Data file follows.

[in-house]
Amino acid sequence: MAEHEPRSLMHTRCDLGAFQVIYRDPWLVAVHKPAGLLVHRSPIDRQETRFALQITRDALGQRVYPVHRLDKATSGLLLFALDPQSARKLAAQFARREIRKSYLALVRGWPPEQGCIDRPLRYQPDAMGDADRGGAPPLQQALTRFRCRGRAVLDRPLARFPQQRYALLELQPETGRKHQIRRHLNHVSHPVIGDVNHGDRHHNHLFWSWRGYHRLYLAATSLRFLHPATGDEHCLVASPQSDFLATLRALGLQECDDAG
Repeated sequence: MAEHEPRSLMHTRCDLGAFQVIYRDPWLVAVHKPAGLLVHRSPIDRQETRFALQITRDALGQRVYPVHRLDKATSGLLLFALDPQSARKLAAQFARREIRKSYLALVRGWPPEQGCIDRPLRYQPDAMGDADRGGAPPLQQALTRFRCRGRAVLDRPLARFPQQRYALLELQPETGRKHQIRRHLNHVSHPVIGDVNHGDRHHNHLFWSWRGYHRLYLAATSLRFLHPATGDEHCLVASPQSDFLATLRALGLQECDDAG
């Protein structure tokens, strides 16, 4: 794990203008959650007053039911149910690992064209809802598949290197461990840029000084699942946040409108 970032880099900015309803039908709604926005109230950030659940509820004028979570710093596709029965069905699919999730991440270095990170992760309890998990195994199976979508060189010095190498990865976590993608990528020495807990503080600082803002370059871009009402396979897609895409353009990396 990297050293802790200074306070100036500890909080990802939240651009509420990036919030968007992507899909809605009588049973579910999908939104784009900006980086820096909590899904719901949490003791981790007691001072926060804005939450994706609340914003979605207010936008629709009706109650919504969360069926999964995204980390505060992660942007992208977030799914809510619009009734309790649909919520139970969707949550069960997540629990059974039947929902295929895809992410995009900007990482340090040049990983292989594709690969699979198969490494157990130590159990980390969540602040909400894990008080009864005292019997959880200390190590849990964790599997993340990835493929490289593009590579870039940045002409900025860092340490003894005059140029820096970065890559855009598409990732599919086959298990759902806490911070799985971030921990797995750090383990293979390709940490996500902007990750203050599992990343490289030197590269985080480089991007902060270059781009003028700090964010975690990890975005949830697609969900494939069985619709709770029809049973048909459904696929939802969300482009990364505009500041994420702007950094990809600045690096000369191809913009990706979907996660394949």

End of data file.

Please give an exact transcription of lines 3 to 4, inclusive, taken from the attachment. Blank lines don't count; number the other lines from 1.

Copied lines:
Repeated sequence: MAEHEPRSLMHTRCDLGAFQVIYRDPWLVAVHKPAGLLVHRSPIDRQETRFALQITRDALGQRVYPVHRLDKATSGLLLFALDPQSARKLAAQFARREIRKSYLALVRGWPPEQGCIDRPLRYQPDAMGDADRGGAPPLQQALTRFRCRGRAVLDRPLARFPQQRYALLELQPETGRKHQIRRHLNHVSHPVIGDVNHGDRHHNHLFWSWRGYHRLYLAATSLRFLHPATGDEHCLVASPQSDFLATLRALGLQECDDAG
């Protein structure tokens, strides 16, 4: 794990203008959650007053039911149910690992064209809802598949290197461990840029000084699942946040409108 970032880099900015309803039908709604926005109230950030659940509820004028979570710093596709029965069905699919999730991440270095990170992760309890998990195994199976979508060189010095190498990865976590993608990528020495807990503080600082803002370059871009009402396979897609895409353009990396 990297050293802790200074306070100036500890909080990802939240651009509420990036919030968007992507899909809605009588049973579910999908939104784009900006980086820096909590899904719901949490003791981790007691001072926060804005939450994706609340914003979605207010936008629709009706109650919504969360069926999964995204980390505060992660942007992208977030799914809510619009009734309790649909919520139970969707949550069960997540629990059974039947929902295929895809992410995009900007990482340090040049990983292989594709690969699979198969490494157990130590159990980390969540602040909400894990008080009864005292019997959880200390190590849990964790599997993340990835493929490289593009590579870039940045002409900025860092340490003894005059140029820096970065890559855009598409990732599919086959298990759902806490911070799985971030921990797995750090383990293979390709940490996500902007990750203050599992990343490289030197590269985080480089991007902060270059781009003028700090964010975690990890975005949830697609969900494939069985619709709770029809049973048909459904696929939802969300482009990364505009500041994420702007950094990809600045690096000369191809913009990706979907996660394949």